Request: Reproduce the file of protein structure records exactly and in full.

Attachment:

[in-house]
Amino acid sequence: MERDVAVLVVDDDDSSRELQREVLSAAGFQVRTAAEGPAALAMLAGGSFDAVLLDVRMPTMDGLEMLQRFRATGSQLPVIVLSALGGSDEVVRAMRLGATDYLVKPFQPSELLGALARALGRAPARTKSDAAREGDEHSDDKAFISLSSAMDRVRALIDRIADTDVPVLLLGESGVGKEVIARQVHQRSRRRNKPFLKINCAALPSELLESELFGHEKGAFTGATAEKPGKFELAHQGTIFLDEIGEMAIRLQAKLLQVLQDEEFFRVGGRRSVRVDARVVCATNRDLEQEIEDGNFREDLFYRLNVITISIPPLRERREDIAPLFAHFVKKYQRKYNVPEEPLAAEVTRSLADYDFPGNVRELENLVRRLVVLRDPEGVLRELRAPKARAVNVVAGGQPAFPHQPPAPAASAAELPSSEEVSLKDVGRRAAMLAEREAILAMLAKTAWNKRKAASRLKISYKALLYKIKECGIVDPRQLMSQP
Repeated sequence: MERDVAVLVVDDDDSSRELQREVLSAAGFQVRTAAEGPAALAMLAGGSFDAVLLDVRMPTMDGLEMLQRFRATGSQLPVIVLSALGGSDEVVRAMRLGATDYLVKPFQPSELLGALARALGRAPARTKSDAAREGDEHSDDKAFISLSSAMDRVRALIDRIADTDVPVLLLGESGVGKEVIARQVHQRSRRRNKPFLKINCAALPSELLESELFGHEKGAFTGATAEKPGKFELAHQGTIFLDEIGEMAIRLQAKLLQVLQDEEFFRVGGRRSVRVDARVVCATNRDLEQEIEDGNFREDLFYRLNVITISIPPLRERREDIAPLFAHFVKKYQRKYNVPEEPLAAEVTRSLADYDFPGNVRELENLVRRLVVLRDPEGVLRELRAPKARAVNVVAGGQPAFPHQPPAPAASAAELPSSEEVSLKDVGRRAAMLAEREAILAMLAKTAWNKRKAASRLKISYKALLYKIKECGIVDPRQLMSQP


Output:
[in-house]
Amino acid sequence: MERDVAVLVVDDDDSSRELQREVLSAAGFQVRTAAEGPAALAMLAGGSFDAVLLDVRMPTMDGLEMLQRFRATGSQLPVIVLSALGGSDEVVRAMRLGATDYLVKPFQPSELLGALARALGRAPARTKSDAAREGDEHSDDKAFISLSSAMDRVRALIDRIADTDVPVLLLGESGVGKEVIARQVHQRSRRRNKPFLKINCAALPSELLESELFGHEKGAFTGATAEKPGKFELAHQGTIFLDEIGEMAIRLQAKLLQVLQDEEFFRVGGRRSVRVDARVVCATNRDLEQEIEDGNFREDLFYRLNVITISIPPLRERREDIAPLFAHFVKKYQRKYNVPEEPLAAEVTRSLADYDFPGNVRELENLVRRLVVLRDPEGVLRELRAPKARAVNVVAGGQPAFPHQPPAPAASAAELPSSEEVSLKDVGRRAAMLAEREAILAMLAKTAWNKRKAASRLKISYKALLYKIKECGIVDPRQLMSQP
Repeated sequence: MERDVAVLVVDDDDSSRELQREVLSAAGFQVRTAAEGPAALAMLAGGSFDAVLLDVRMPTMDGLEMLQRFRATGSQLPVIVLSALGGSDEVVRAMRLGATDYLVKPFQPSELLGALARALGRAPARTKSDAAREGDEHSDDKAFISLSSAMDRVRALIDRIADTDVPVLLLGESGVGKEVIARQVHQRSRRRNKPFLKINCAALPSELLESELFGHEKGAFTGATAEKPGKFELAHQGTIFLDEIGEMAIRLQAKLLQVLQDEEFFRVGGRRSVRVDARVVCATNRDLEQEIEDGNFREDLFYRLNVITISIPPLRERREDIAPLFAHFVKKYQRKYNVPEEPLAAEVTRSLADYDFPGNVRELENLVRRLVVLRDPEGVLRELRAPKARAVNVVAGGQPAFPHQPPAPAASAAELPSSEEVSLKDVGRRAAMLAEREAILAMLAKTAWNKRKAASRLKISYKALLYKIKECGIVDPRQLMSQP